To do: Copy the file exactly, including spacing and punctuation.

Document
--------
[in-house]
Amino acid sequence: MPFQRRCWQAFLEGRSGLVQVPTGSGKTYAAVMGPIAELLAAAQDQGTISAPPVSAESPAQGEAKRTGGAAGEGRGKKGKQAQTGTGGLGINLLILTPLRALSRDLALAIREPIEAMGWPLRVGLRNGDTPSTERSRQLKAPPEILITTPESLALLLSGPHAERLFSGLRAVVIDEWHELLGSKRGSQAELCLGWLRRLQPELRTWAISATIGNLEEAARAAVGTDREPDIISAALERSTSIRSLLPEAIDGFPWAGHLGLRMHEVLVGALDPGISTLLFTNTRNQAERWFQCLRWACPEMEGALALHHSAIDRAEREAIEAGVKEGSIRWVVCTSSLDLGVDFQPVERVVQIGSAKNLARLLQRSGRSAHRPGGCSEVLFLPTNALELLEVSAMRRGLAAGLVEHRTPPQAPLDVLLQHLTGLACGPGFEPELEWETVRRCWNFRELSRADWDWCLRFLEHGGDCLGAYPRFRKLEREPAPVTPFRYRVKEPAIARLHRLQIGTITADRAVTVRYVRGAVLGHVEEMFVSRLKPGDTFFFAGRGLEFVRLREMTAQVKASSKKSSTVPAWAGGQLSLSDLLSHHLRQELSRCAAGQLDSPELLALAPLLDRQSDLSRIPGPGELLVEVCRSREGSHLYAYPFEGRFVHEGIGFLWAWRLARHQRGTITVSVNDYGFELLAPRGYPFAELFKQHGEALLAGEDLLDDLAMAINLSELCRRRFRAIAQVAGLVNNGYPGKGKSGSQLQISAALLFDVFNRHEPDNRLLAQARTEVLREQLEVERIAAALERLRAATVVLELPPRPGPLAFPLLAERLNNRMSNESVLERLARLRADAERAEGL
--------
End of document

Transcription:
[in-house]
Amino acid sequence: MPFQRRCWQAFLEGRSGLVQVPTGSGKTYAAVMGPIAELLAAAQDQGTISAPPVSAESPAQGEAKRTGGAAGEGRGKKGKQAQTGTGGLGINLLILTPLRALSRDLALAIREPIEAMGWPLRVGLRNGDTPSTERSRQLKAPPEILITTPESLALLLSGPHAERLFSGLRAVVIDEWHELLGSKRGSQAELCLGWLRRLQPELRTWAISATIGNLEEAARAAVGTDREPDIISAALERSTSIRSLLPEAIDGFPWAGHLGLRMHEVLVGALDPGISTLLFTNTRNQAERWFQCLRWACPEMEGALALHHSAIDRAEREAIEAGVKEGSIRWVVCTSSLDLGVDFQPVERVVQIGSAKNLARLLQRSGRSAHRPGGCSEVLFLPTNALELLEVSAMRRGLAAGLVEHRTPPQAPLDVLLQHLTGLACGPGFEPELEWETVRRCWNFRELSRADWDWCLRFLEHGGDCLGAYPRFRKLEREPAPVTPFRYRVKEPAIARLHRLQIGTITADRAVTVRYVRGAVLGHVEEMFVSRLKPGDTFFFAGRGLEFVRLREMTAQVKASSKKSSTVPAWAGGQLSLSDLLSHHLRQELSRCAAGQLDSPELLALAPLLDRQSDLSRIPGPGELLVEVCRSREGSHLYAYPFEGRFVHEGIGFLWAWRLARHQRGTITVSVNDYGFELLAPRGYPFAELFKQHGEALLAGEDLLDDLAMAINLSELCRRRFRAIAQVAGLVNNGYPGKGKSGSQLQISAALLFDVFNRHEPDNRLLAQARTEVLREQLEVERIAAALERLRAATVVLELPPRPGPLAFPLLAERLNNRMSNESVLERLARLRADAERAEGL